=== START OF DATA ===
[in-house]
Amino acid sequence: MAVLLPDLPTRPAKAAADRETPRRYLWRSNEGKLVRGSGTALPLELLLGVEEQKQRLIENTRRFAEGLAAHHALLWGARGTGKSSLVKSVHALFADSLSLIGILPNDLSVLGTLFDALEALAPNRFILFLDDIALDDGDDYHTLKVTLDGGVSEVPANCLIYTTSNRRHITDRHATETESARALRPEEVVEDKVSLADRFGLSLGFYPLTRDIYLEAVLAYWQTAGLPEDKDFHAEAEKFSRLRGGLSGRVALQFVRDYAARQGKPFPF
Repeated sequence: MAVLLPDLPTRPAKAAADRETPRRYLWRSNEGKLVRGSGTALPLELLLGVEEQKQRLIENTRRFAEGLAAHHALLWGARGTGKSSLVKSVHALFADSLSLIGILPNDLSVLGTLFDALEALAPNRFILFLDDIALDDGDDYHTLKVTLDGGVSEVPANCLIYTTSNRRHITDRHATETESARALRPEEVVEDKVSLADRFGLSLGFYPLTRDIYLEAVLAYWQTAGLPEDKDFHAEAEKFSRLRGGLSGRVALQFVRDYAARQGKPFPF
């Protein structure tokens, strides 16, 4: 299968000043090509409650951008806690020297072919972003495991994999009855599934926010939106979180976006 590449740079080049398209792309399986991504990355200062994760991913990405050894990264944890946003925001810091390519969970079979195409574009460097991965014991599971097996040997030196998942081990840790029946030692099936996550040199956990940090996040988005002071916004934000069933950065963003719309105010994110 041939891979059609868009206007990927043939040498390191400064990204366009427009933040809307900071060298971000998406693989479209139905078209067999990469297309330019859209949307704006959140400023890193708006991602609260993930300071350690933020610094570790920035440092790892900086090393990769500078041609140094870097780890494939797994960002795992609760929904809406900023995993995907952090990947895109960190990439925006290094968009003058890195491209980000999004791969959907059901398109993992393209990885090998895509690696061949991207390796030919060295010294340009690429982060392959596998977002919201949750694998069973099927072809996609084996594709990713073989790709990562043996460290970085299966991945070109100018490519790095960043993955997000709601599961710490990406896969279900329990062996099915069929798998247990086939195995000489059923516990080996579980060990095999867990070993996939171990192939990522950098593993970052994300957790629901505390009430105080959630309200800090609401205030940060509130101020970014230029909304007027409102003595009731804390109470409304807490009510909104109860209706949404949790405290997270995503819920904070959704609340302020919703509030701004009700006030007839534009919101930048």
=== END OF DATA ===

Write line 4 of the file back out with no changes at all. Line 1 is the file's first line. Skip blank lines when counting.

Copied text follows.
């Protein structure tokens, strides 16, 4: 299968000043090509409650951008806690020297072919972003495991994999009855599934926010939106979180976006 590449740079080049398209792309399986991504990355200062994760991913990405050894990264944890946003925001810091390519969970079979195409574009460097991965014991599971097996040997030196998942081990840790029946030692099936996550040199956990940090996040988005002071916004934000069933950065963003719309105010994110 041939891979059609868009206007990927043939040498390191400064990204366009427009933040809307900071060298971000998406693989479209139905078209067999990469297309330019859209949307704006959140400023890193708006991602609260993930300071350690933020610094570790920035440092790892900086090393990769500078041609140094870097780890494939797994960002795992609760929904809406900023995993995907952090990947895109960190990439925006290094968009003058890195491209980000999004791969959907059901398109993992393209990885090998895509690696061949991207390796030919060295010294340009690429982060392959596998977002919201949750694998069973099927072809996609084996594709990713073989790709990562043996460290970085299966991945070109100018490519790095960043993955997000709601599961710490990406896969279900329990062996099915069929798998247990086939195995000489059923516990080996579980060990095999867990070993996939171990192939990522950098593993970052994300957790629901505390009430105080959630309200800090609401205030940060509130101020970014230029909304007027409102003595009731804390109470409304807490009510909104109860209706949404949790405290997270995503819920904070959704609340302020919703509030701004009700006030007839534009919101930048």